There's also one additional problem: Due to the way I framed it you can't tell if I manipulated the subject or not. You assumed that I did, simply because I am open about my techniques and I sometimes do manipulate a scene. But if I didn't tell you then you wouldn't know, you'd have no idea how I take my images unless you happen to see the "bait" or my finger in the frame...

If you want to call that mantis shot "wildlife" photography, go ahead and lie to yourself then.

Makes no difference to me.




  
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Mar 14, 2016 23:30 |  #41
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Dalantech wrote in post #17900172 (external link)
No Jack, what's tragic is that you can't see how biased the article is by your own personal preferences. It doesn't matter how many times you put a disclaimer into it, it's still biased.

You walked into a macro forum, full of experienced macro shooters, and proceed to claim that you knew the best lens for shooting macro. That's not just tragic Jack, that's also a wee bit arrogant...

Why don't we just agree to disagree.

I consider you to be a "backyard shooter," not a wildlife photographer.

Based on reviewing your photos, I think you take photos of baited bees, posed mantids, and maybe whatever lands in your garden.

Nothing wrong with shooting whatever it is you want to shoot, but don't misrepresent, okay?

In order to understand my article, you have to actually realize what I am talking about: an optimal, all-around macro lens, for wildlife excursions (not posed/staged shots in your backyard).

Jack




  
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Mar 14, 2016 23:37 |  #42
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Swiftlet wrote in post #17905519 (external link)
John your piece on the Sigma 180 seems fair enough to me, & informative. Of course you're biased towards your use etc, but that's not unreasonable; it seems quite tiresome to try to pick holes in what you wrote... It's a darned good lens.

Thank you for the comments and we agree.


Swiftlet wrote in post #17905519 (external link)
Something which caught my eye though:

I've used a few of those. I think you may have trouble equalling the MPE, as well as losing the auto diaphragm, which is more than a nuisance.
The edge performance is likely to be "off". It's often better if you reverse a lens on the front of a longer one, rather than straight on tubes/bellows.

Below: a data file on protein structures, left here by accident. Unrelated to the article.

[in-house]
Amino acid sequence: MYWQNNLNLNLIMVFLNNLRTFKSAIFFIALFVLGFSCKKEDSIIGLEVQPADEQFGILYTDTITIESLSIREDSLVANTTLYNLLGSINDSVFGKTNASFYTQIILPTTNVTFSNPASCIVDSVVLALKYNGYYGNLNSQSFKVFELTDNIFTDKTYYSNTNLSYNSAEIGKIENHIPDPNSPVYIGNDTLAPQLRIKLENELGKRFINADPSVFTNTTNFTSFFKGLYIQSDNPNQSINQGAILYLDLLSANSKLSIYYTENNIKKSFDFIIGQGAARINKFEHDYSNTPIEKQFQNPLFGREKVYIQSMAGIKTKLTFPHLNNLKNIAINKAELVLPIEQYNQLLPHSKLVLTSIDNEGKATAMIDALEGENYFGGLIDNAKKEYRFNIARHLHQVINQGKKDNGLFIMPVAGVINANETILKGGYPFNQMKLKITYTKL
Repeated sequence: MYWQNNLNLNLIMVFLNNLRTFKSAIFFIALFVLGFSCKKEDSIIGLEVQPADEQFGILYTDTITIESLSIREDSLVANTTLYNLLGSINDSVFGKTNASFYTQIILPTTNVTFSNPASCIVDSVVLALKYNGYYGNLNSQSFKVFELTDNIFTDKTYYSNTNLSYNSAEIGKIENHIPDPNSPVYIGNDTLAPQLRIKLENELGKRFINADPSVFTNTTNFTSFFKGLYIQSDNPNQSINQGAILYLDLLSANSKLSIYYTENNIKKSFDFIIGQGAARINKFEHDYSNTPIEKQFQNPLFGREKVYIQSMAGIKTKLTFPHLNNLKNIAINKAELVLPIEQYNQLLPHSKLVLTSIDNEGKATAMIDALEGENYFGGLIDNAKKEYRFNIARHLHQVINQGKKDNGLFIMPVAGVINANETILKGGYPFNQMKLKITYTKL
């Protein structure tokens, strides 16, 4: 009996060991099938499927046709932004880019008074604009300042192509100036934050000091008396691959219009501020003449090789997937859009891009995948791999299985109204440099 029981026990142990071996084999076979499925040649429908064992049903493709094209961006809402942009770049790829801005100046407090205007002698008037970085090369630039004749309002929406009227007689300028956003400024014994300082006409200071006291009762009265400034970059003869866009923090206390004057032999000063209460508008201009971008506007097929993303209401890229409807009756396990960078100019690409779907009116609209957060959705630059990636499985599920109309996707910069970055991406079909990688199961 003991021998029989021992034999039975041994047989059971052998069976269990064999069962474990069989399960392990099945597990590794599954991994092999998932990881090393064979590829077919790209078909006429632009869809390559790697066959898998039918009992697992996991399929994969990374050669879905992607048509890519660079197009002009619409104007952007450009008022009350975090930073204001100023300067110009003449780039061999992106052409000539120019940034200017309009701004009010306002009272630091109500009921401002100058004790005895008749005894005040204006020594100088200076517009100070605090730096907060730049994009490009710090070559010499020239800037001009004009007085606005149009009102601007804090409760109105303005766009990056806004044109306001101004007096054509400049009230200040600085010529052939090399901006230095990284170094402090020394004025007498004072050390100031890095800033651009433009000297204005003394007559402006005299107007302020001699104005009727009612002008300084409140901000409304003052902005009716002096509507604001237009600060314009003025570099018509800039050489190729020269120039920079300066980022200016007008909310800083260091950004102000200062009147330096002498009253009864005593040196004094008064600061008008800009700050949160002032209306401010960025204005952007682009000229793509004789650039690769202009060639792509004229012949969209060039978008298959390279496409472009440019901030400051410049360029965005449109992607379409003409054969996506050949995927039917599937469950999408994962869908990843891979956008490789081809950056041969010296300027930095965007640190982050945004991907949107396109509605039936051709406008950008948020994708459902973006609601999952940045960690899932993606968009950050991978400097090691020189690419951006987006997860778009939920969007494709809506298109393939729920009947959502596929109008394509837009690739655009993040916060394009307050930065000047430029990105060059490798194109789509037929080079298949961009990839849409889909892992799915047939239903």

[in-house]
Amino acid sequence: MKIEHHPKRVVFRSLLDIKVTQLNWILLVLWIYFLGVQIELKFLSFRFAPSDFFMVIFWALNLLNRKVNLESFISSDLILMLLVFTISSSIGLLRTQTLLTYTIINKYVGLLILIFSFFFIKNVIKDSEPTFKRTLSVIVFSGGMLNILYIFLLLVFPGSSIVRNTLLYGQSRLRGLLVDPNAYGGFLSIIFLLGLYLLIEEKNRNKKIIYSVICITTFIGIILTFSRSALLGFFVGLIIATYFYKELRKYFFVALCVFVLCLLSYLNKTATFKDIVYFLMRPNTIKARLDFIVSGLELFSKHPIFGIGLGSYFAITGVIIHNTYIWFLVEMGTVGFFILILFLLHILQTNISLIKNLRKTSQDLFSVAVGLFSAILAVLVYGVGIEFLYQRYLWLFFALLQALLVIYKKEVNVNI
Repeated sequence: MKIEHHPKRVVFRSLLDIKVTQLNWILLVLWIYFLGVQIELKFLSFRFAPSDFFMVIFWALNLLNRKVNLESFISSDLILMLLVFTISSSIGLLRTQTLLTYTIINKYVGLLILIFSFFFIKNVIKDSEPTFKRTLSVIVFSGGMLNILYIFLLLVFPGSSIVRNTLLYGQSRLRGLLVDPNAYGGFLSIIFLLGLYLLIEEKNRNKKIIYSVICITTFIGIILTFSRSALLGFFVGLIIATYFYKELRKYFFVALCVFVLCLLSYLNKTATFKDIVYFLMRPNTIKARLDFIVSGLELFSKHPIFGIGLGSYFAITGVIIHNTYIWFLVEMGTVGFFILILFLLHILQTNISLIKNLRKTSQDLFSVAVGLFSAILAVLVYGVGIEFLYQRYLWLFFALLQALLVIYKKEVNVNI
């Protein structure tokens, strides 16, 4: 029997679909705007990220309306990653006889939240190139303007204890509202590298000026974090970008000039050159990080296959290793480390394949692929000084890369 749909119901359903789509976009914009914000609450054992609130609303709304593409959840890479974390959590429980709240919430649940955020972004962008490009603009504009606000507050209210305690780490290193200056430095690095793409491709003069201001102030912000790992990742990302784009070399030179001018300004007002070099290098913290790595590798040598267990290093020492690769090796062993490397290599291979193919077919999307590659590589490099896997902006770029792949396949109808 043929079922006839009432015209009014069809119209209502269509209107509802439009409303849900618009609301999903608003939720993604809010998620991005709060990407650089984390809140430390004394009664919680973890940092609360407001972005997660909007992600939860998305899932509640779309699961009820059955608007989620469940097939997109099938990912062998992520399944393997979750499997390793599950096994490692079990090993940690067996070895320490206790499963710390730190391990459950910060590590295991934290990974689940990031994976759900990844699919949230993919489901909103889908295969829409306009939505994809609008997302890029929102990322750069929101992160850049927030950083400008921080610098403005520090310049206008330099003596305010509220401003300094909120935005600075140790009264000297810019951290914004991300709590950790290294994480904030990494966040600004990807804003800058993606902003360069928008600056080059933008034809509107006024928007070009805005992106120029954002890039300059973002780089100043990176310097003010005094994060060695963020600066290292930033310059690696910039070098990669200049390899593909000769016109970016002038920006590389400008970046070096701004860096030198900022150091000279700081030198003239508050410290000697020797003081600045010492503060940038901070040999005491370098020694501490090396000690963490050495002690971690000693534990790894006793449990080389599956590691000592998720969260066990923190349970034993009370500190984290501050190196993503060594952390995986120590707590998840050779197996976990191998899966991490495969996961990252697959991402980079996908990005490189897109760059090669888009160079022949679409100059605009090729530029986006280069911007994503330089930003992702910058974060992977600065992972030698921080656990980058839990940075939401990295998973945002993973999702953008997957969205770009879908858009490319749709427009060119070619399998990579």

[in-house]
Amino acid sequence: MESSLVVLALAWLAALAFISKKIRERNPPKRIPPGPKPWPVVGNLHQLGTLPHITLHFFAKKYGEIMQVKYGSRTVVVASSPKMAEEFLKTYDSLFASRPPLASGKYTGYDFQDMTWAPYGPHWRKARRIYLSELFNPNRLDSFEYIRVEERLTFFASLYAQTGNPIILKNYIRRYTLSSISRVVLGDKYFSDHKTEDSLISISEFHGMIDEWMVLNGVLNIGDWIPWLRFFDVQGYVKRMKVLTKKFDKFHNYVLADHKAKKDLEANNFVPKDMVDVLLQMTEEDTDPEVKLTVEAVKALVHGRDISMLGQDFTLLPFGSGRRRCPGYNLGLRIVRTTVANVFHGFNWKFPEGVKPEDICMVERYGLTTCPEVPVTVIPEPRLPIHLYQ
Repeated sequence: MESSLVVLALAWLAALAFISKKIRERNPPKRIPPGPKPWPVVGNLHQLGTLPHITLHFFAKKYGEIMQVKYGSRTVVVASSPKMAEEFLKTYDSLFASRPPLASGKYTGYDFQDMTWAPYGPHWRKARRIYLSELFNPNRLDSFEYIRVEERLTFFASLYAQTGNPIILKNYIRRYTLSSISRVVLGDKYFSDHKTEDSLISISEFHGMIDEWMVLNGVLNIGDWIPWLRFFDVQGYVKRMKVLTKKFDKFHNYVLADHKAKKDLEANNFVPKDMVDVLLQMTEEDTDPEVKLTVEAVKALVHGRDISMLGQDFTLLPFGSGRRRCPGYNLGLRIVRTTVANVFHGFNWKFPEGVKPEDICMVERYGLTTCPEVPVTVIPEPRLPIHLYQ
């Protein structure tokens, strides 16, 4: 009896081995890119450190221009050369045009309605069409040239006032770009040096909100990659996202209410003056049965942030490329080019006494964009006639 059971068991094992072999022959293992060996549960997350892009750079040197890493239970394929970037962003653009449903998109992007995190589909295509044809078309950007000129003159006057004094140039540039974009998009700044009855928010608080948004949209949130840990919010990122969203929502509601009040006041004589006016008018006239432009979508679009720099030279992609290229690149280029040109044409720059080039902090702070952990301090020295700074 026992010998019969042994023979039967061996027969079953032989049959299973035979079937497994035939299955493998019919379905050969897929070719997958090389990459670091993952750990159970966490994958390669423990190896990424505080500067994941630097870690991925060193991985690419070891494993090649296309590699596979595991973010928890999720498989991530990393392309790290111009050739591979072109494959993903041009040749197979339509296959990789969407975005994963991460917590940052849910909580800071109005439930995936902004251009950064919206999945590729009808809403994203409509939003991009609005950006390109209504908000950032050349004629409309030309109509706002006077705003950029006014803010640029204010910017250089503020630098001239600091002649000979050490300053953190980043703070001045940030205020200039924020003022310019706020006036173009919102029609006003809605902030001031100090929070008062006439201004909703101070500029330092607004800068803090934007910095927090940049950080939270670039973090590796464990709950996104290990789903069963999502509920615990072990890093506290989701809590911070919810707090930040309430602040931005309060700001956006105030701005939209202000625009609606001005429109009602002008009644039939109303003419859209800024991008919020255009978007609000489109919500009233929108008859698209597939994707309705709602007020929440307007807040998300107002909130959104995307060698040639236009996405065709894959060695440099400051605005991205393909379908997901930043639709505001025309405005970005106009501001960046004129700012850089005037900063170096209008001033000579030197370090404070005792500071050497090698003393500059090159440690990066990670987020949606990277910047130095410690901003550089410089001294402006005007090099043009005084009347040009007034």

The 8 element 28mm is quite good reversed on something like a 105 prime, but I'm sure the MPE beats it.
I do have some odds and ends which beat the MPE, but it's so much easier to use, that's the one I tend to go for.

Very good observations and again we agree.

If you take a look at my updated gear link, I have switched to Nikon and adopted your philosophy on reverse-rings, so point well-taken.
(I am also about to try the Venus LAOWA macros, 60mm 1-2x and the 15mm wide.)

I have also just sold my Sigma 180 and bought a Nikon 300 mm VR II for field use (with better stats than any macro lens on the planet) and now use a Voightlander APO 125 (external link) for studio macro, and static wildlife.

Haven't had a bunch of time to use it of late, but plan to as spring unfolds ...

Jack




  
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Mar 14, 2016 23:44 |  #43

I have also just sold my Sigma 180 and bought a Nikon 300 mm VR II

Oh that's why the Sigma's missing from your gear list!



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John ­ Koerner
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Mar 14, 2016 23:55 |  #44
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Swiftlet wrote in post #17935757 (external link)
Oh that's why the Sigma's missing from your gear list!

The Sigma is a great lens, for all the reasons specified.

However, no macro lens (and you can check the stats (external link)) can compare to uber-primes.
(It's an unfair comparison, as the Sigma is a $1700 lens and the Nikon 300 is a $5700 lens.)

If I only had 1 macro lens to have, the Sigma would still be it.

But most of the shots I take with the Sigma are of butterflies, mantids, scorpions, and such.

Macro lenses typically rate 800-900 in quality, whereas the high-end Nikon 300 is in the 1300s, so I can take a crop image from this lens and still have a better quality image than a full shot from a macro lens.

For my 1:1 needs, I have been playing with a 15-year old vintage lens (external link) that still has better stats than any modern macro lens.

Hope to share some photos soon ...

Jack




  
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Mar 14, 2016 23:59 |  #45

John Koerner wrote in post #17935749 (external link)
Voightlander

Hope you don't mind, but it's Voigtlander, no h, or even more correct, Voigtländer.